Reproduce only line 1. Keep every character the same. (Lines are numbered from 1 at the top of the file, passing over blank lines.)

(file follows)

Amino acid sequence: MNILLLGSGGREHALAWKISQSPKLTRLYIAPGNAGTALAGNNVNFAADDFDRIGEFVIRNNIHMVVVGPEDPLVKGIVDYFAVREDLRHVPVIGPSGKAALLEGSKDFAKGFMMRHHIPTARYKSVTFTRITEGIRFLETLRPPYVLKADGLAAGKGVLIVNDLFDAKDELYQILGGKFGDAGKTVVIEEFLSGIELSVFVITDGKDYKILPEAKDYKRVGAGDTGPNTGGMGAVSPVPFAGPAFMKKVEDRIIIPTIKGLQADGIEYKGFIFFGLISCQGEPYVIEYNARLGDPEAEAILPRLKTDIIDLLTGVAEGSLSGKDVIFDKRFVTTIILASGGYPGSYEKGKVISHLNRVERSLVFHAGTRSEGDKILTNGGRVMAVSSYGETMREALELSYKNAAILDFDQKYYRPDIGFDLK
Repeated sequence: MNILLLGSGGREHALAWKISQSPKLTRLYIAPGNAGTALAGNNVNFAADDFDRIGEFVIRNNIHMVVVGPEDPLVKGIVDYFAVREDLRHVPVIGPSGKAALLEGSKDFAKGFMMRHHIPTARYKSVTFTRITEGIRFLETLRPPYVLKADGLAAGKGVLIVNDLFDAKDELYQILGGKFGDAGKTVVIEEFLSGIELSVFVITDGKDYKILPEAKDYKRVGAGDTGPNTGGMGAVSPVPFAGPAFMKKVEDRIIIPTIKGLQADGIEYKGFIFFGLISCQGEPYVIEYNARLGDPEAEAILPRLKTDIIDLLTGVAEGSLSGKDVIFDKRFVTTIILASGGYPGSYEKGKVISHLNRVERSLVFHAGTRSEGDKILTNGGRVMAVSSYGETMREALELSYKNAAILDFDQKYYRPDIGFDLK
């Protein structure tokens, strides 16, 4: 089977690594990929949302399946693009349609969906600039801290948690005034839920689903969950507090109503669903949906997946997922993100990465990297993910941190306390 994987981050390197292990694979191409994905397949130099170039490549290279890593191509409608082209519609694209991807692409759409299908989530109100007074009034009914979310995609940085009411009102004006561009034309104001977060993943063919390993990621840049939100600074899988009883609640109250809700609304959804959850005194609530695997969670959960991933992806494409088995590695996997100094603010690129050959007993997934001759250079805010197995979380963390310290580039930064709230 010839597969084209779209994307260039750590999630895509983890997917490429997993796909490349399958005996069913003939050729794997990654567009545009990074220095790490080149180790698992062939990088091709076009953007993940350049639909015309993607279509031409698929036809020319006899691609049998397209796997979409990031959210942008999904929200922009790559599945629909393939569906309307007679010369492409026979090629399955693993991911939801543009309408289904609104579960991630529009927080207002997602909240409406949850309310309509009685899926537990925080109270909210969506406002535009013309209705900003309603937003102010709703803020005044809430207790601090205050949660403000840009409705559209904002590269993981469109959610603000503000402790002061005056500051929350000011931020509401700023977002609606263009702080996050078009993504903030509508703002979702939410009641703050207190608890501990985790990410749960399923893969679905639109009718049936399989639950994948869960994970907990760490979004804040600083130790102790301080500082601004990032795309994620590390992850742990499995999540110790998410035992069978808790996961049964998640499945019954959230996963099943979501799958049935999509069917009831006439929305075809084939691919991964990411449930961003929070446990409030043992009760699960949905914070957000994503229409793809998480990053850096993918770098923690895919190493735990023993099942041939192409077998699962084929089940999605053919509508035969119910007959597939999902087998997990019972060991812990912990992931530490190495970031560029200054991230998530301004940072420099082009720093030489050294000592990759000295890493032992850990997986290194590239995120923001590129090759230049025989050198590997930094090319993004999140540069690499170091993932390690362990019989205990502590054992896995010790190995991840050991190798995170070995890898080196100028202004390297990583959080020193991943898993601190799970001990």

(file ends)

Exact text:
Amino acid sequence: MNILLLGSGGREHALAWKISQSPKLTRLYIAPGNAGTALAGNNVNFAADDFDRIGEFVIRNNIHMVVVGPEDPLVKGIVDYFAVREDLRHVPVIGPSGKAALLEGSKDFAKGFMMRHHIPTARYKSVTFTRITEGIRFLETLRPPYVLKADGLAAGKGVLIVNDLFDAKDELYQILGGKFGDAGKTVVIEEFLSGIELSVFVITDGKDYKILPEAKDYKRVGAGDTGPNTGGMGAVSPVPFAGPAFMKKVEDRIIIPTIKGLQADGIEYKGFIFFGLISCQGEPYVIEYNARLGDPEAEAILPRLKTDIIDLLTGVAEGSLSGKDVIFDKRFVTTIILASGGYPGSYEKGKVISHLNRVERSLVFHAGTRSEGDKILTNGGRVMAVSSYGETMREALELSYKNAAILDFDQKYYRPDIGFDLK